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Data on Cyclic Mean Stress Relaxation in Mild Steel

3A Civil Engr., April 1970
Converted to html Apr.2013
(Work Term Report for the Dept. of Co-ordination and Placement, University of Waterloo.)
Copyright (C) 2013 F.A. Conle
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The author is indebted to Professor T.H.Topper and H.R.Jhansale for their
supervision and guidance throughout the project, and to F.Andrewartha and
P.Watson for their stimulating discussions and advice on the subject of fatigue.

List of Symbols


There are three areas, in the Low Cycle Fatigue Research program at the University
of Waterloo, where cyclic mean stress behaviour has become relevant:
  1. Micromechanisms: Andrewartha [1] is providing links between the areas of
    material physics and mechanics by subjugating dislocation theories to
    macroscopic tests. Mean stress is one of the variables.
  2. Cumulative damage criteria such as those of Smith et al [2] have found
    that mean stress alters the fatigue life: better predictions of mean
    stress behaviour will allow improved predictions of life.
  3. Simulations of hysteritic behaviour such as the computer models of
    Martin et al[3] and the proposal of Jhansale[4], will eventually
    incorporate the most feasible mechanisms and the damage theory to
    provide means of predicting full scale structural fatigue response.

The present test series was directly related to the third area; the tests were
supervised by H.R.Jhansale, but it is thought that the data presented shall also
be of some use to the other two fields of investigation.

Previous work on the same subject for different
materials can be found in References [5] and [6]; the
test program being partially modeled on the work of Ref.[5].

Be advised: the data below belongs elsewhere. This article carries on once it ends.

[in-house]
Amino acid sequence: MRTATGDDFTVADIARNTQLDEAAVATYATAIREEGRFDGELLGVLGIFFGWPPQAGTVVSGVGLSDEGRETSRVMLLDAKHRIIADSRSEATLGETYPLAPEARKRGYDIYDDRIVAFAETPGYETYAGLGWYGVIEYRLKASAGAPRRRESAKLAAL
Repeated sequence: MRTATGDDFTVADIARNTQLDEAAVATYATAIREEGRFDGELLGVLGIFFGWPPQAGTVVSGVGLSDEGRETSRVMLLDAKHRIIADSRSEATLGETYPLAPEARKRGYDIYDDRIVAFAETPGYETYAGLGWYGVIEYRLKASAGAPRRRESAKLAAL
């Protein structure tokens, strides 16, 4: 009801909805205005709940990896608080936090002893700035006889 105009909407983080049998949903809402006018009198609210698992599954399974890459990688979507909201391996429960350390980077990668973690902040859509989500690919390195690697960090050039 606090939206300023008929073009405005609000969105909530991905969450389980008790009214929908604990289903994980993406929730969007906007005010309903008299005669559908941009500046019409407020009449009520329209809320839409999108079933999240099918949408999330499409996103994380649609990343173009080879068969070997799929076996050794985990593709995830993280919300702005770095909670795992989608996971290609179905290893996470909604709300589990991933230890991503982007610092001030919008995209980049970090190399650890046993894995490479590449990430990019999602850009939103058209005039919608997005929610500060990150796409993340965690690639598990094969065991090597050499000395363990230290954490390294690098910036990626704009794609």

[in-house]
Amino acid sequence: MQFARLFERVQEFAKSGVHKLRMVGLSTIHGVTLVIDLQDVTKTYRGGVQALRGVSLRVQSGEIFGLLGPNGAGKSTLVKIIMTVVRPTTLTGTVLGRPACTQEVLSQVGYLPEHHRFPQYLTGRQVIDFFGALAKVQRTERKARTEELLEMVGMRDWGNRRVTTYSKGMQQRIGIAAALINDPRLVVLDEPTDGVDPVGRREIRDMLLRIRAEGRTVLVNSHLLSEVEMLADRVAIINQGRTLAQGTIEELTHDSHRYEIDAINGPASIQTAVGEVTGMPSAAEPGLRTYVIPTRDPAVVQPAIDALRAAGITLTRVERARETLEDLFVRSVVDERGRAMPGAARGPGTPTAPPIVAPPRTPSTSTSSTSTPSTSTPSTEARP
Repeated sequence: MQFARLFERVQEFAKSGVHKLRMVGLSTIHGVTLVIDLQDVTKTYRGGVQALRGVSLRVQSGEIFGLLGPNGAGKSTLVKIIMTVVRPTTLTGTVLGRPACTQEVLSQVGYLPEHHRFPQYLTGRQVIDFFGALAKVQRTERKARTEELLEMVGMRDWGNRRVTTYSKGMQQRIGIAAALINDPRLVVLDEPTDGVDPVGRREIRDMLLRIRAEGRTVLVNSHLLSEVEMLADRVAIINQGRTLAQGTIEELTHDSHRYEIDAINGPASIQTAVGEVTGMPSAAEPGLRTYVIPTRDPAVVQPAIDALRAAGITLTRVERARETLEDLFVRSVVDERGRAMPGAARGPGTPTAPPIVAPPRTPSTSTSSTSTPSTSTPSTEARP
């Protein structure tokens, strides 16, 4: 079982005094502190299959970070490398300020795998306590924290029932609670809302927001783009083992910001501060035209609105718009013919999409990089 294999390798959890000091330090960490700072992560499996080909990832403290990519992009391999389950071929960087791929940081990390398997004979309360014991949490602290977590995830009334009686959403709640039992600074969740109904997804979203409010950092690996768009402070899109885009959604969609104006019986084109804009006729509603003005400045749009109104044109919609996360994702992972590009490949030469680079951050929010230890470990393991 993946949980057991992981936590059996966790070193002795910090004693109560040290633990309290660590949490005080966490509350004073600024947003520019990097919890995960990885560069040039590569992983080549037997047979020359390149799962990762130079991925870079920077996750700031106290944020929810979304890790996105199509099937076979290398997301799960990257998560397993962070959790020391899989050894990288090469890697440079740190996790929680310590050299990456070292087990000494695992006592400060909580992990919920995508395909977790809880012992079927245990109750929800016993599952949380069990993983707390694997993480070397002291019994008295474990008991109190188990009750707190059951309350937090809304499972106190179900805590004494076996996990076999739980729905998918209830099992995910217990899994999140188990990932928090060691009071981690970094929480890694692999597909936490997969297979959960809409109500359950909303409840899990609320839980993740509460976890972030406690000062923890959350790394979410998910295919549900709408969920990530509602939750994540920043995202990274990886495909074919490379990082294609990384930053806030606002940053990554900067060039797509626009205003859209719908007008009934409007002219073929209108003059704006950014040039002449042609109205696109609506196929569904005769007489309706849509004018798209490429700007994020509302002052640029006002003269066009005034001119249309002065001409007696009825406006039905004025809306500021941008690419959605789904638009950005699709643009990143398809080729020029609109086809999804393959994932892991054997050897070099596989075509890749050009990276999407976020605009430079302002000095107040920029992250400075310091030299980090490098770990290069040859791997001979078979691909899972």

Testing Program

The material investigated was normalized mild SAE1015 steel (see Keshavan).
The chemical composition is given in Table 1.
Fatigue properties are described by Ref. [7].

Standard longitudinal specimens of 0.375" gage
length and 0.250" diameter were tested in an MTS
20 kip closed loop servo controlled system as described
in Ref. [8]. Conditioned output signals from load cell
and clip - on extensometer were recorded by both X-Y
plotter and high frequency response strip chart.

All eight specimens were subjected to strain
controlled deformation programs; characterized by a
block of cycles of large strain range ( Δε₁ ) followed
by a secondary block at a smaller strain range ( Δε₂ )
which "relaxed" the mean stress induced by the change
in strain limits. Typical hysteretic control conditions
for various parts of the test are shown in
Fig._1 and a sample strain/time and load/time
recording is given in Fig. 2.

The test program emphasized mean stress
relaxation behviour rather thatn the methods used to
induce it. For the normalized mild steel, which
displays hardening at high strain rages, and softening
in lower nonelastic regions, the relatively stable
strain range of Δε₁ = 0.77% was chosen for the "primary
cycling block" of six of the specimens, so as
to minimize hardening and softening effects on mean
stress relaxation. Two other tests, as listed in
Table 2 were conducted at the primary range of Δε₁=1.6%.

Secondary strain ranges varied from Δε₂=0.10%
to Δε₂=0.67%. In most tests the application of the
first two blocks of mean stress inducing ( labeled as 1a
for all tests), and means stress relaxing (block type 1b)
was followed by others at different ranges.
The notation used to denote primary blocks is as:

          Part 1a, 2a, 3a  ...etc.,

while secondary relaxation blocks are labeled:

          Part 1b, 2b, 3b, ...etc.

Mean stress was taken as the average between
upper and lower stress limits for every second half
cycle and recorded as "mean stress per cycle".
Hardening and softening, taken as the change in stress
range were also recorded.


A history of all tests in terms of blocks,